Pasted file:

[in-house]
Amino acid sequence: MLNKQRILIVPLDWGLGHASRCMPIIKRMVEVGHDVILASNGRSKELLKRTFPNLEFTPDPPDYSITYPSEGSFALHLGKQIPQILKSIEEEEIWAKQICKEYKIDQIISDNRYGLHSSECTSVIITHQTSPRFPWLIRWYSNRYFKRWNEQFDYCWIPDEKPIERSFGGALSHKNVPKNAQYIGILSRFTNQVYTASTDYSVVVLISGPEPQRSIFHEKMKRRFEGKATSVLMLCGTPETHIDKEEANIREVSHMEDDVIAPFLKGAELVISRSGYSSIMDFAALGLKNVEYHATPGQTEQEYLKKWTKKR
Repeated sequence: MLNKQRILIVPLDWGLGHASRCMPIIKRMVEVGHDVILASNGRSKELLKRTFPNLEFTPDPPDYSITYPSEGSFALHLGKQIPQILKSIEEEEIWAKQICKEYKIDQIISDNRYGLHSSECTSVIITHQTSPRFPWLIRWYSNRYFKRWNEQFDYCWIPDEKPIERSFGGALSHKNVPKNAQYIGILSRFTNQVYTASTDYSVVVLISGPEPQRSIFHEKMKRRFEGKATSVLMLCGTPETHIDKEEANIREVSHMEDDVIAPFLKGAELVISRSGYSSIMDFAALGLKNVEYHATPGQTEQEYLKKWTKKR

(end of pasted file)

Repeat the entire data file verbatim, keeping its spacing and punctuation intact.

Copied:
[in-house]
Amino acid sequence: MLNKQRILIVPLDWGLGHASRCMPIIKRMVEVGHDVILASNGRSKELLKRTFPNLEFTPDPPDYSITYPSEGSFALHLGKQIPQILKSIEEEEIWAKQICKEYKIDQIISDNRYGLHSSECTSVIITHQTSPRFPWLIRWYSNRYFKRWNEQFDYCWIPDEKPIERSFGGALSHKNVPKNAQYIGILSRFTNQVYTASTDYSVVVLISGPEPQRSIFHEKMKRRFEGKATSVLMLCGTPETHIDKEEANIREVSHMEDDVIAPFLKGAELVISRSGYSSIMDFAALGLKNVEYHATPGQTEQEYLKKWTKKR
Repeated sequence: MLNKQRILIVPLDWGLGHASRCMPIIKRMVEVGHDVILASNGRSKELLKRTFPNLEFTPDPPDYSITYPSEGSFALHLGKQIPQILKSIEEEEIWAKQICKEYKIDQIISDNRYGLHSSECTSVIITHQTSPRFPWLIRWYSNRYFKRWNEQFDYCWIPDEKPIERSFGGALSHKNVPKNAQYIGILSRFTNQVYTASTDYSVVVLISGPEPQRSIFHEKMKRRFEGKATSVLMLCGTPETHIDKEEANIREVSHMEDDVIAPFLKGAELVISRSGYSSIMDFAALGLKNVEYHATPGQTEQEYLKKWTKKR